| 6.1°C Dublin

Aer Arann suffers 32pc nosedive in passenger traffic

Passenger numbers at Ireland's regional airline Aer Arann tumbled by 32pc over the year.

The company, which has just signed a franchise agreement with the national carrier Aer Lingus, saw the amount of travellers on its flights to Dublin falling from 480,230 in 2008 to 326,400 within the year.

The total amount of traffic through Dublin Airport dropped by 12.6pc in 2009 to just over 20.5million from nearly 23.5million in 2008.

Meanwhile, Aer Lingus passenger numbers at Dublin declined nearly 7pc in 2009 to just under 7.46million.

Low-cost airline Ryanair suffered a 11.7pc fall back in figures from just over 9.9million in 2008 to 8.75million last year.

Ryanair has outlined plans to slash the number of aircraft based at Dublin in the coming summer season to 15 from 18.

Earlier, Aer Lingus chief executive Christoph Mueller said that he would boost passenger numbers by offering more pre-flight and in-flight services, turning away from "pure" low-cost models preferred by Ryanair.

Mr Mueller also said that the airline would consider taking delivery of deferred aircraft, once Ireland's economy starts to expand again, but added financing options are available to the Irish airline.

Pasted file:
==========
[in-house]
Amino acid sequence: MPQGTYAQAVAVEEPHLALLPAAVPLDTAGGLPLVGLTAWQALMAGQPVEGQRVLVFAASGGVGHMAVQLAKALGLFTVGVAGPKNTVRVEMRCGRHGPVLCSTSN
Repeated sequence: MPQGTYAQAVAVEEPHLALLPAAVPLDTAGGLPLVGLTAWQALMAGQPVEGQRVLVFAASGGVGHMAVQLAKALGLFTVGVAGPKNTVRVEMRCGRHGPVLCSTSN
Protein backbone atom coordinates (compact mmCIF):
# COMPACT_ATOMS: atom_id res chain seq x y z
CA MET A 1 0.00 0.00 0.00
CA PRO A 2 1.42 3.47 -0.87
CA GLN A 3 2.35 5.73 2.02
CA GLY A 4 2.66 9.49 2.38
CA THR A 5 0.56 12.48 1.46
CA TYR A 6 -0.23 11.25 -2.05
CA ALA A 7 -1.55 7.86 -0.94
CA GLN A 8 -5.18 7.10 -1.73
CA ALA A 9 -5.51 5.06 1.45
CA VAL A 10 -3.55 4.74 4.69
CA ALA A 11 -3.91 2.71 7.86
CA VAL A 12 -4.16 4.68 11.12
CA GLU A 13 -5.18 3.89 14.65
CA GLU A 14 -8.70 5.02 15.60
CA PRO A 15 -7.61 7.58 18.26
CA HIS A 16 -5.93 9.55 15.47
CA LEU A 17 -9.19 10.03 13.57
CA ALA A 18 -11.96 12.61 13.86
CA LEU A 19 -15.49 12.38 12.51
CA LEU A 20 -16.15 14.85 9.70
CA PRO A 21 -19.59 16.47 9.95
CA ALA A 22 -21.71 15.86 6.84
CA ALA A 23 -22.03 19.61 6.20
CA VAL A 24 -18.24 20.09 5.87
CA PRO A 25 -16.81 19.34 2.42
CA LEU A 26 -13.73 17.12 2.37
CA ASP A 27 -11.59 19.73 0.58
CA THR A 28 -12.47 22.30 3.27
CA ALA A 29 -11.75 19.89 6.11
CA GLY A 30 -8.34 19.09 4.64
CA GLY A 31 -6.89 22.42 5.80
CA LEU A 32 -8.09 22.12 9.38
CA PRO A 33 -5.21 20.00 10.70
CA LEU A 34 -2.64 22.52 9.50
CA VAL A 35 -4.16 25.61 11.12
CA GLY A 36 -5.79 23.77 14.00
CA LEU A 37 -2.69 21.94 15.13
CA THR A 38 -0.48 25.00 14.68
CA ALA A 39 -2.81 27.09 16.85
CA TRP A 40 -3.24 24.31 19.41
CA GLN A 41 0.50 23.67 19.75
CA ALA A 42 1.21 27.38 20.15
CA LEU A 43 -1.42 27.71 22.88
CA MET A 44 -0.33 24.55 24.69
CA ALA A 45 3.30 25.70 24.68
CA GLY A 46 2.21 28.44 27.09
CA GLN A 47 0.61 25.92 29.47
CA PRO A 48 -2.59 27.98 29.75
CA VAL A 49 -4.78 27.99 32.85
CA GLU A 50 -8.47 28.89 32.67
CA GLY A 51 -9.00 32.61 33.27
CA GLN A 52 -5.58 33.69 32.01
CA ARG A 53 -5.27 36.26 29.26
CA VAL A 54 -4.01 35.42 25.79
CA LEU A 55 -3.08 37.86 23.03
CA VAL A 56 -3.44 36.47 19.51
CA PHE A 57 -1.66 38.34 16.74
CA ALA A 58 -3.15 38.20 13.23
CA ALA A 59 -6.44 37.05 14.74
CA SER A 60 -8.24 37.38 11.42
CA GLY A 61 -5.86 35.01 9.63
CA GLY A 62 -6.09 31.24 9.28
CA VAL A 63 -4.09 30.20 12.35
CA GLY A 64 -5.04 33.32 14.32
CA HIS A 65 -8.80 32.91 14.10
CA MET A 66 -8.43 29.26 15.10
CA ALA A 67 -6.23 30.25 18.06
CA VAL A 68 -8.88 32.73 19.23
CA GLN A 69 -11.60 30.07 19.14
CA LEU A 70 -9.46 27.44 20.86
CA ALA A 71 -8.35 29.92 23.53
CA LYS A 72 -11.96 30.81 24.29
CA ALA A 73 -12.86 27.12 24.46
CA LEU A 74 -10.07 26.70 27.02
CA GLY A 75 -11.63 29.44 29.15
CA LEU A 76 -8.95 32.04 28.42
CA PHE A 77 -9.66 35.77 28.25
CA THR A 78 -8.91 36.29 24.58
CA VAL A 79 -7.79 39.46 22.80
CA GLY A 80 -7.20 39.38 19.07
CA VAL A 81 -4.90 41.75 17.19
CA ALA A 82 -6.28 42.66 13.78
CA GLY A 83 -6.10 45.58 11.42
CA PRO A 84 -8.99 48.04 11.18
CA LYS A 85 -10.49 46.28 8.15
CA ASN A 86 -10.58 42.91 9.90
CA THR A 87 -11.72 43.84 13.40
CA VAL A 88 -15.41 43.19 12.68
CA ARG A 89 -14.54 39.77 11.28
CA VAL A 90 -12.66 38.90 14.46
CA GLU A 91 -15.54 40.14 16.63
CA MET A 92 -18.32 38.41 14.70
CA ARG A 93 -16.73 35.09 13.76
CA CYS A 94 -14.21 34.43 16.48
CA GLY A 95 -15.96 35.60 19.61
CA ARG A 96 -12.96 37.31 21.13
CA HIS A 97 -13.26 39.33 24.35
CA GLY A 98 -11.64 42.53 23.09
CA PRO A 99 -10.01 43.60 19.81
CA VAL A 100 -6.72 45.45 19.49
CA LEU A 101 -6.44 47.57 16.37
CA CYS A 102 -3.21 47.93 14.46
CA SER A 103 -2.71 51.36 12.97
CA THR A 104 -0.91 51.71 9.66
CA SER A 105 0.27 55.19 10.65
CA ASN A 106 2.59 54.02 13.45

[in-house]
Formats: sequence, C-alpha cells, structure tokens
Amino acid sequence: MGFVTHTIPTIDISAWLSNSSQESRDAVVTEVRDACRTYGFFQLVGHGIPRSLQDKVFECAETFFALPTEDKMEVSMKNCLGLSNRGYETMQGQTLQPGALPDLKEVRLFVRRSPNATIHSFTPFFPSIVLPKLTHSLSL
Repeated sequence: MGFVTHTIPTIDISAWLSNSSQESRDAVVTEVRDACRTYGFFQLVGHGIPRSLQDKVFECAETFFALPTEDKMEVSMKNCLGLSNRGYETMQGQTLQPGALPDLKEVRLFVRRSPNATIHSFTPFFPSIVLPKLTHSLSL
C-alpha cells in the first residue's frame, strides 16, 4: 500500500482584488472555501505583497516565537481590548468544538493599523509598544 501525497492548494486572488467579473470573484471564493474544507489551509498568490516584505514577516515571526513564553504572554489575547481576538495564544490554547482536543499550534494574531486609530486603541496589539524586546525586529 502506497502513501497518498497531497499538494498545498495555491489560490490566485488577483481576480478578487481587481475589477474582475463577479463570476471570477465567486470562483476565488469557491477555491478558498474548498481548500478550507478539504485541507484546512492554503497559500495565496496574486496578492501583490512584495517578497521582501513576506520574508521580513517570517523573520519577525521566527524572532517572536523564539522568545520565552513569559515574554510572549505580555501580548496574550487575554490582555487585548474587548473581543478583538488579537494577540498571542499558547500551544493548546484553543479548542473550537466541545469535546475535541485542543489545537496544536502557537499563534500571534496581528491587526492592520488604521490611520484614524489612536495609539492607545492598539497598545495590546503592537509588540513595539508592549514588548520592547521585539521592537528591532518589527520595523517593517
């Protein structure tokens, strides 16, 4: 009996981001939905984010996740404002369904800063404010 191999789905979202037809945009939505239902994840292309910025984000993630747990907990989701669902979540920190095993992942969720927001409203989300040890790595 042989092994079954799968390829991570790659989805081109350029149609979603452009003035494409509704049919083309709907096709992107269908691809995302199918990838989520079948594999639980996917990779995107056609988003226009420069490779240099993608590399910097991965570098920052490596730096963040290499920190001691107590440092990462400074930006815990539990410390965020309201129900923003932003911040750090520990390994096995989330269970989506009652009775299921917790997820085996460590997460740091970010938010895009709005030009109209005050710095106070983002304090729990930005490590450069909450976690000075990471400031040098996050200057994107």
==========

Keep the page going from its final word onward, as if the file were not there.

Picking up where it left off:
And it is believed that Aer Lingus will explore the possibility of launching new short-haul routes from Shannon airport, which has seen its traffic numbers collapse in the recession.

Mr Mueller indicated that any new short-haul routes would be operated by its regional service, run by Aer Arann, and could involve flights to Britain and other airports in Ireland.

He said that they have identified that the Heathrow route to Shannon works "quite well".

"We will try to increase connectivity to and from Shannon, not only to the United States but also intra-Ireland and from Shannon to the UK because there is a strong market to Manchester and Birmingham," he said.

The western airport faces a steep decline in traffic this year as Ryanair downgrades its base to one aircraft. Chief executive Michael O'Leary has predicted that its traffic at Shannon would decline to 400,000 this year from a peak of 1.9million.

Shannon handled 3.2million passengers in 2008, but its expected that this figure will have fallen back by 12pc last year.